# Modern Devices Rev P Wind Sensor Mathematics

Hi,

We are using the subject anemometer with an Arduino Uno and trying to read temperature and especially wind speed. The parts and arduino work like a charm--no problem with libraries, and below is the lines of code we used to calculate the wind speed from the pin reading:

float windMPH = pow((((float)windADunits - 264.0) / 85.6814), 3.36814);
Serial.print(windMPH);
Serial.print(" MPH\t");

One can guess the problem--no datasheet anywhere from Modern Devices, and the wind speed it serial prints is switching back and forth from 7 mph to 1500 mph when we blow on it.

Does anyone here have experience with this part and have a hint at how to change the math on this line to get reasonable readings?? We can play with the numbers on our own, but that yields inconsistent results when we for instance divide everything by 1500 etc....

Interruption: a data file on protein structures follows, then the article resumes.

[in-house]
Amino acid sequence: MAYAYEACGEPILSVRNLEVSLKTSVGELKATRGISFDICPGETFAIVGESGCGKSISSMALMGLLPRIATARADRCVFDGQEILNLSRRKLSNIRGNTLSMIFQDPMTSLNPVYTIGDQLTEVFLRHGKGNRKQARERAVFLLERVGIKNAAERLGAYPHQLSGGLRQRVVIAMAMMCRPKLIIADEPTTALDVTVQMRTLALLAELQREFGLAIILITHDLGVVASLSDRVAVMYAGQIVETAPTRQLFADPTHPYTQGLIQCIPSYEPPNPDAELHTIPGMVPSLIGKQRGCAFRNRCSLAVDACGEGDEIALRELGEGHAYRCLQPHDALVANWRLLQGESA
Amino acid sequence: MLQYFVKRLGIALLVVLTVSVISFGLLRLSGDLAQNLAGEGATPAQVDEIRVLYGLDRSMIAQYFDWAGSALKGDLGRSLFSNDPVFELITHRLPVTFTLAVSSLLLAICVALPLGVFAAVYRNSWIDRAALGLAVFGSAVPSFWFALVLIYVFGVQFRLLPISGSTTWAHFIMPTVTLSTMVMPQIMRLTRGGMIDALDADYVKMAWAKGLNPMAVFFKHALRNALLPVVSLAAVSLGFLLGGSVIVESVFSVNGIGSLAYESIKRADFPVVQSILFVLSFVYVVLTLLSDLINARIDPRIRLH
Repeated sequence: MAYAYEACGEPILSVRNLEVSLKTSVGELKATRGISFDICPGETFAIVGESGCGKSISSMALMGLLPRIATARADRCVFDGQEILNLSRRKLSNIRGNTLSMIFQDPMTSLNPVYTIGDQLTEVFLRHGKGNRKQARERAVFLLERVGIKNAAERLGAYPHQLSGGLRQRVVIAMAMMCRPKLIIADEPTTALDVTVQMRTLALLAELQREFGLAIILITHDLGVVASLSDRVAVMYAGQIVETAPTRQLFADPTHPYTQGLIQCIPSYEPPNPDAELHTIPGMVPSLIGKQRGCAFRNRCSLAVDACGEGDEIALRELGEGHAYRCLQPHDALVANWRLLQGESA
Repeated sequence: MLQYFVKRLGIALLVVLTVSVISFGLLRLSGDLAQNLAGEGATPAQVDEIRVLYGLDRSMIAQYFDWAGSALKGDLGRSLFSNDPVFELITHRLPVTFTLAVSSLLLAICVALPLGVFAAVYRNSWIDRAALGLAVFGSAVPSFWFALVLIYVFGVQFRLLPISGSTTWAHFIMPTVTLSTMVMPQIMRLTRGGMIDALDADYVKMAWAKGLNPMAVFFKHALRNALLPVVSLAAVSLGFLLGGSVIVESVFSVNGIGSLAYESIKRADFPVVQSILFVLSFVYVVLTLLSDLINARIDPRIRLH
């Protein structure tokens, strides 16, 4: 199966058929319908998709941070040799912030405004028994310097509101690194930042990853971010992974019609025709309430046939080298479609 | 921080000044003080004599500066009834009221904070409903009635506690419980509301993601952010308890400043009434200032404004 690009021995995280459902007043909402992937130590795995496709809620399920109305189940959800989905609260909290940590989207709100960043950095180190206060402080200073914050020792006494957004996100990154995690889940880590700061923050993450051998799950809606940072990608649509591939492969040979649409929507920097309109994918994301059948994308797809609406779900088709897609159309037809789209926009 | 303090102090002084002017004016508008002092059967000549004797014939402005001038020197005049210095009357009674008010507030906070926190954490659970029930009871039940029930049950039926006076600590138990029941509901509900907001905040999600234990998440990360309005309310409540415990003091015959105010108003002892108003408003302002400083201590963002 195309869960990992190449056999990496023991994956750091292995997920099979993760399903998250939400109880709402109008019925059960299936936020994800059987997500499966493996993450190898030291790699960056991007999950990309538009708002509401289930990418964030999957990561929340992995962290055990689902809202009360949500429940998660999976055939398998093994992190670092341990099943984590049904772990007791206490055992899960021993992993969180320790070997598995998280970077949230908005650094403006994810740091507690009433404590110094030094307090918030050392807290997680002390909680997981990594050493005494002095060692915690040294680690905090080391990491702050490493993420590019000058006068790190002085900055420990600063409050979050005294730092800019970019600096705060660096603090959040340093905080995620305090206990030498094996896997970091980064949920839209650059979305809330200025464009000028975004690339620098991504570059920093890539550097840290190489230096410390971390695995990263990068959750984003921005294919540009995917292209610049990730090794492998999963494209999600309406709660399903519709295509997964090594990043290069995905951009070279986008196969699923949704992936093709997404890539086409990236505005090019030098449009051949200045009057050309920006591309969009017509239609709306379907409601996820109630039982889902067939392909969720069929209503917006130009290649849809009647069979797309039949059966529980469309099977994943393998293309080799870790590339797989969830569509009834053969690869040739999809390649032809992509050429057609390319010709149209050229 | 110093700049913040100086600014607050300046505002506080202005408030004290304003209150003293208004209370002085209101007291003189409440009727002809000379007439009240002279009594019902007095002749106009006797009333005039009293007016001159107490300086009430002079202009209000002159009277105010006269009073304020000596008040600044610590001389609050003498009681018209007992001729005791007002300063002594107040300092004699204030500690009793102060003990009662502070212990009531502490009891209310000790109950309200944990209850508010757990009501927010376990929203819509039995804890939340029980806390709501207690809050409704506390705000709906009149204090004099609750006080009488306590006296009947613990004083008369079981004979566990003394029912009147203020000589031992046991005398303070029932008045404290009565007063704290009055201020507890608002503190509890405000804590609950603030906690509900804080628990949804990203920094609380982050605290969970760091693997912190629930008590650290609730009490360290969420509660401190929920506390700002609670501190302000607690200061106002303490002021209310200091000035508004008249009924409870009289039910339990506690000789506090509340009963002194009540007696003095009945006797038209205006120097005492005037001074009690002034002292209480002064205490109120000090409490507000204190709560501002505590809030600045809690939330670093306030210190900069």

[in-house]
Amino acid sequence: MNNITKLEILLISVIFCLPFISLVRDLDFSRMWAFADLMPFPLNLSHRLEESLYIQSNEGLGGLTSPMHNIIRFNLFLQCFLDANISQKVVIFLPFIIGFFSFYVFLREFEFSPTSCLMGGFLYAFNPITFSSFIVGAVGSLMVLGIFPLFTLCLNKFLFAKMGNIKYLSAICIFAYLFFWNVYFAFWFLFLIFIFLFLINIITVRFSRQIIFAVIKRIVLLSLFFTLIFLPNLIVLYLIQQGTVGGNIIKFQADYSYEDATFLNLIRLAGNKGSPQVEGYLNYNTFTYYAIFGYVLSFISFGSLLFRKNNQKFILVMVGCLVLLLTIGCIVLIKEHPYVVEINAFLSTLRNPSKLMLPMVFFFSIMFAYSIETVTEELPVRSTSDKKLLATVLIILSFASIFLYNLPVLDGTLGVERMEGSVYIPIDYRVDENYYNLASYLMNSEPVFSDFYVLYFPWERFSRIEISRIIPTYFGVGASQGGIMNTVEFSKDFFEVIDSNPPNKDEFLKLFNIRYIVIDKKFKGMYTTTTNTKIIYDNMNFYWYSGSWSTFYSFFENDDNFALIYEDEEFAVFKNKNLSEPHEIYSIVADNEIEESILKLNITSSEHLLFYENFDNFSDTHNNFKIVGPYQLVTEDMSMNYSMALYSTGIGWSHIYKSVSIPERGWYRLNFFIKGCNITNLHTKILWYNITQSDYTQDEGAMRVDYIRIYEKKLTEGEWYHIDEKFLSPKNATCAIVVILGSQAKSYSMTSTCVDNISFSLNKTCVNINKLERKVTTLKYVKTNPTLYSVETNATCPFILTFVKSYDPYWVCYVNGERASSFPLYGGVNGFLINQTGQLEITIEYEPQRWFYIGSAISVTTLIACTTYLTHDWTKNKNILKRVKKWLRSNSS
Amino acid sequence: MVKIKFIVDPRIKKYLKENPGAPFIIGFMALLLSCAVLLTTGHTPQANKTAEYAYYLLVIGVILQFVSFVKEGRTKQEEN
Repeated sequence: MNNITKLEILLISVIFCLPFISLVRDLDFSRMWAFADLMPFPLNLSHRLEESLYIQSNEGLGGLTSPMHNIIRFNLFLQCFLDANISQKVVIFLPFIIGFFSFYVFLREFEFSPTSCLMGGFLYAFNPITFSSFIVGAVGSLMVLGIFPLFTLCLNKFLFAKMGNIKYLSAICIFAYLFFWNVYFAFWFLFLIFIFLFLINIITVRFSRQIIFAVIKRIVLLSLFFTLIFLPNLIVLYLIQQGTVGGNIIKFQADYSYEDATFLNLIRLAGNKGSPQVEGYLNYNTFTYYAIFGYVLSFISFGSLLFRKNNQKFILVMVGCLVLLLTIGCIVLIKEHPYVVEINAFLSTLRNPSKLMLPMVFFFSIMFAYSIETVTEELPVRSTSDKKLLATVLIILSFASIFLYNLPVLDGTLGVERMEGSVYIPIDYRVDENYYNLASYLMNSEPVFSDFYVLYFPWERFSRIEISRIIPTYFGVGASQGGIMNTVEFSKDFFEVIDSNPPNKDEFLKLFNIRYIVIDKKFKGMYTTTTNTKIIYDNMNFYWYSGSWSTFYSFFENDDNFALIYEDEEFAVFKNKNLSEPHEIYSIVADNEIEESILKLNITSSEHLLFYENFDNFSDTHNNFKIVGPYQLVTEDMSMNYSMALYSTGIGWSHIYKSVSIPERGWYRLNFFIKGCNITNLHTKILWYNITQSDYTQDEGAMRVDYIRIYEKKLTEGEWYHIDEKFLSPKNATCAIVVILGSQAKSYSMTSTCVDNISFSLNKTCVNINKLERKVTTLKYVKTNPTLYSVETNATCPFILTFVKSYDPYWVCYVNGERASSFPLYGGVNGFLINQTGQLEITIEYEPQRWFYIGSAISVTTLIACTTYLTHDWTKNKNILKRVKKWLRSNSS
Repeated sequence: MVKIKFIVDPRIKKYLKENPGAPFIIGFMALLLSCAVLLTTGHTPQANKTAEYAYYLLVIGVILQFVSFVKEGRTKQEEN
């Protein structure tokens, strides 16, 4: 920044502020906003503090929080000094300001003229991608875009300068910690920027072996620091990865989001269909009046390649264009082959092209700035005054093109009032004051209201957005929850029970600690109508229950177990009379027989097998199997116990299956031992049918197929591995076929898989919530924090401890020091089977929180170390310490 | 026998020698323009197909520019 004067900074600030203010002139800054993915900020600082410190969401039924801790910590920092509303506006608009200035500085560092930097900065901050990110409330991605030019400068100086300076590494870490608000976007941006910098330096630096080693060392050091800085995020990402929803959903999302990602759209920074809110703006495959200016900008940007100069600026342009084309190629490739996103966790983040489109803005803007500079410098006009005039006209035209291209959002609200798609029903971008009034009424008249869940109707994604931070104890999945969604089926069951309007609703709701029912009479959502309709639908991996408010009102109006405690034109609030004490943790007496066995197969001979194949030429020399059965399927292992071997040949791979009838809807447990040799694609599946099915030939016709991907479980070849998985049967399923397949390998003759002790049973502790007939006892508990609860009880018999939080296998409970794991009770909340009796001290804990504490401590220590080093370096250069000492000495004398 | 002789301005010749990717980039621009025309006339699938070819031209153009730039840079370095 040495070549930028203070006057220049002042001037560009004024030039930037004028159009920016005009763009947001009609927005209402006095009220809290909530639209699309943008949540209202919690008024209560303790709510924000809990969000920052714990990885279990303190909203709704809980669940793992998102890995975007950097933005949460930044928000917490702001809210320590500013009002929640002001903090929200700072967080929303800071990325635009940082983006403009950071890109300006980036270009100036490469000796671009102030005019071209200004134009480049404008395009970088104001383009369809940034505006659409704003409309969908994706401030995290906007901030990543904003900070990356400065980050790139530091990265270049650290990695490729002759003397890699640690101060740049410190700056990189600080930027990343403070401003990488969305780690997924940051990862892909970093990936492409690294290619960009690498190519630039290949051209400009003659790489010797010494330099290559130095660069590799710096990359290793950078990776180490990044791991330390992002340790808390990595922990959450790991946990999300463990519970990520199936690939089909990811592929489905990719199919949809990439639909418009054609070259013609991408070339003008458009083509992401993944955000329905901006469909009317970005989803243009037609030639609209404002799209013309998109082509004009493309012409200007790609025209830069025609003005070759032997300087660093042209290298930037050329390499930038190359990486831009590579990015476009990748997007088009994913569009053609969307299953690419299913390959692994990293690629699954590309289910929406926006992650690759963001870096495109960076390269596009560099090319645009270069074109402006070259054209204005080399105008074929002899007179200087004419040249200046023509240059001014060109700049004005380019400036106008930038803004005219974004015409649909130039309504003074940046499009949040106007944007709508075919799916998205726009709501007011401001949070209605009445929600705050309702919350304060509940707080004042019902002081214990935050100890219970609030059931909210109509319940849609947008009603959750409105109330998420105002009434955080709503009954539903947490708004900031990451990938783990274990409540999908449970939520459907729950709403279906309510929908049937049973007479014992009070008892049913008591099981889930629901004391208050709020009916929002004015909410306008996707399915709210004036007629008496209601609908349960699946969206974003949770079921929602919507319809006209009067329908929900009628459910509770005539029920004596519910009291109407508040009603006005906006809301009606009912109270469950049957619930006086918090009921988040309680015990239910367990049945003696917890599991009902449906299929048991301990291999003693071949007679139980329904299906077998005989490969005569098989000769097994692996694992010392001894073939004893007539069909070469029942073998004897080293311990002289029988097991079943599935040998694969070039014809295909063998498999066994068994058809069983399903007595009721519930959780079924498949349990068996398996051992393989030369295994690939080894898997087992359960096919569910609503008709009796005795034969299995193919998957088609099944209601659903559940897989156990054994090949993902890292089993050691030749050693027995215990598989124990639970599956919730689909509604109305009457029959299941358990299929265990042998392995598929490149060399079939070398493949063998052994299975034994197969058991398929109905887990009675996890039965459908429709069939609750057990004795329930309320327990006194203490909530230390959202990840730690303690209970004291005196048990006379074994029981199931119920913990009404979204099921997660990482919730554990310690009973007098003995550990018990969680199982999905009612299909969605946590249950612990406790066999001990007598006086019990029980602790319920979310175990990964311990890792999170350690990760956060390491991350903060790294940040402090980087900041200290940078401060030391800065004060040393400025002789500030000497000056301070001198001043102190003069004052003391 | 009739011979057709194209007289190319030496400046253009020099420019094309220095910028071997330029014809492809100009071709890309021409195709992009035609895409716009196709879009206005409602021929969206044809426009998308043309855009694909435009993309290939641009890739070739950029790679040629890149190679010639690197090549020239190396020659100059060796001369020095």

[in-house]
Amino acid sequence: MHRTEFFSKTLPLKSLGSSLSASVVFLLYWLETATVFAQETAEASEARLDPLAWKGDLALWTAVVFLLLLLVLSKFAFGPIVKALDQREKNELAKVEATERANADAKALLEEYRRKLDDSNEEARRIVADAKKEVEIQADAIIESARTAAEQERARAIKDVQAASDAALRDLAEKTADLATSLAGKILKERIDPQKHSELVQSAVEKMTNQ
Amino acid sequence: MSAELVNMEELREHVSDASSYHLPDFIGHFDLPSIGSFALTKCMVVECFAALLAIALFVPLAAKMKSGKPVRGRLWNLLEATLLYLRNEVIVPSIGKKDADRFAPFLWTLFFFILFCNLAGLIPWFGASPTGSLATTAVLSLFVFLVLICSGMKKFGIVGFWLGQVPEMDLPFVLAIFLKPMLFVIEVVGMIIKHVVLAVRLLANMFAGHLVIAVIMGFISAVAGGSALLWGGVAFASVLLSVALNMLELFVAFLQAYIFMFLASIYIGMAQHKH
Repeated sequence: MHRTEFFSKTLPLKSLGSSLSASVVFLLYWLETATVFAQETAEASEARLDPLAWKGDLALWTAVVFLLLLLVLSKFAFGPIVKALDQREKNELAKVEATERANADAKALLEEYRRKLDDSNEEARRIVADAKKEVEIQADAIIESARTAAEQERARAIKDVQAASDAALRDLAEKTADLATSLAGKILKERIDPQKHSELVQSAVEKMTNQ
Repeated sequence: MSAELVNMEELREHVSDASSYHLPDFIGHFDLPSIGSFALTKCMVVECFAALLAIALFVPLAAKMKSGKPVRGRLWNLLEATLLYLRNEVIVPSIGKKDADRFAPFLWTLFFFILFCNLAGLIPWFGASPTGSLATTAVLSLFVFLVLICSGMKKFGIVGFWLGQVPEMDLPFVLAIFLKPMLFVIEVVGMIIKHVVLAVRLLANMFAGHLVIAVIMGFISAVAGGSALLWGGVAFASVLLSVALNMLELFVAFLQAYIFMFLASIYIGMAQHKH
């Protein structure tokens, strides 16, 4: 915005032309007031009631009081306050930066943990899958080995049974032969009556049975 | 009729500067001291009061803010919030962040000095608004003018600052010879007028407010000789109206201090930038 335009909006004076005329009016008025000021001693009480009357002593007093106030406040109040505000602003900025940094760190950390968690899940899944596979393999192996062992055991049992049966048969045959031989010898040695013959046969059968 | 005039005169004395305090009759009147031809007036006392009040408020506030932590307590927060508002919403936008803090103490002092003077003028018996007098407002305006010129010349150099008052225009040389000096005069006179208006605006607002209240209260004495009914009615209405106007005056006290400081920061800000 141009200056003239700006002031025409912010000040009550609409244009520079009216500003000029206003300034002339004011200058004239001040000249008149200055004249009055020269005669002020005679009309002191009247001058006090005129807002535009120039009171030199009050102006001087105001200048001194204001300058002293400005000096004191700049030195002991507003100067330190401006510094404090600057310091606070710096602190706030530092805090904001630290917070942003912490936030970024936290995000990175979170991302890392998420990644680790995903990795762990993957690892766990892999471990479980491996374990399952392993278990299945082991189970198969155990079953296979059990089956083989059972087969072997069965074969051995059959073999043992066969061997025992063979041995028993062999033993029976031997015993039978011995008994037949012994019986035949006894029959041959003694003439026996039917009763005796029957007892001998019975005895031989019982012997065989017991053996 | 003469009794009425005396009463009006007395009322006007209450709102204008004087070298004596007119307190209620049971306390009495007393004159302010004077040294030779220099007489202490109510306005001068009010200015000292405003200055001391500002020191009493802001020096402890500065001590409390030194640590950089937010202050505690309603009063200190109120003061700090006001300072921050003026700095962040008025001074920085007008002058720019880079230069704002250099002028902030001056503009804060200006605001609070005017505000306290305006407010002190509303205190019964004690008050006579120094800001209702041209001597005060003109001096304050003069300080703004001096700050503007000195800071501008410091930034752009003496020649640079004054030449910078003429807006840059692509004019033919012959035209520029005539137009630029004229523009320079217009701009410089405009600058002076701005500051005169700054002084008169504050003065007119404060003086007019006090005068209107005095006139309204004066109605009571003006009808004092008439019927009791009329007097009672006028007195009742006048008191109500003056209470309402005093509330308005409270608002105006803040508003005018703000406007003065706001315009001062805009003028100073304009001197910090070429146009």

`````` float windMPH =  pow((((float)windADunits - 264.0) / 85.6814), 3.36814);
``````

Where did those "magic" numbers come from ?

below is the lines of code

Some of them, anyway.

If the value in windADunits varies in a meaningful way when you manipulate the sensor, then the problem is in the way that you implemented the equation or in the equation itself.

If the value in windADunits does not vary in a meaningful way, the problem isn't the equation or its implementation.

So, what is the problem?

Have you printed the output from the sensors, and windADunits, to verify that you are getting reasonable results?

Here's the link the OP neglected to include: Wind Sensor Rev. P - Low Cost Anemometer | Modern Device

I experimented with an earlier version of that sensor, and it is completely useless.

Your only hope for making any use of it is to have a friend with a fully calibrated, temperature controlled wind tunnel perform a calibration run and work out a mathematical model for the response (plan on a full day or more of work).

Thanks for posting website...that is in fact the part. Investigating today the WindADunits. If we get reasonable values (0-3.3v) from that we will experiment with changing the math. That line of code was taken from the sketch posted on their site based on their "wind tunnel" tests...

Thanks!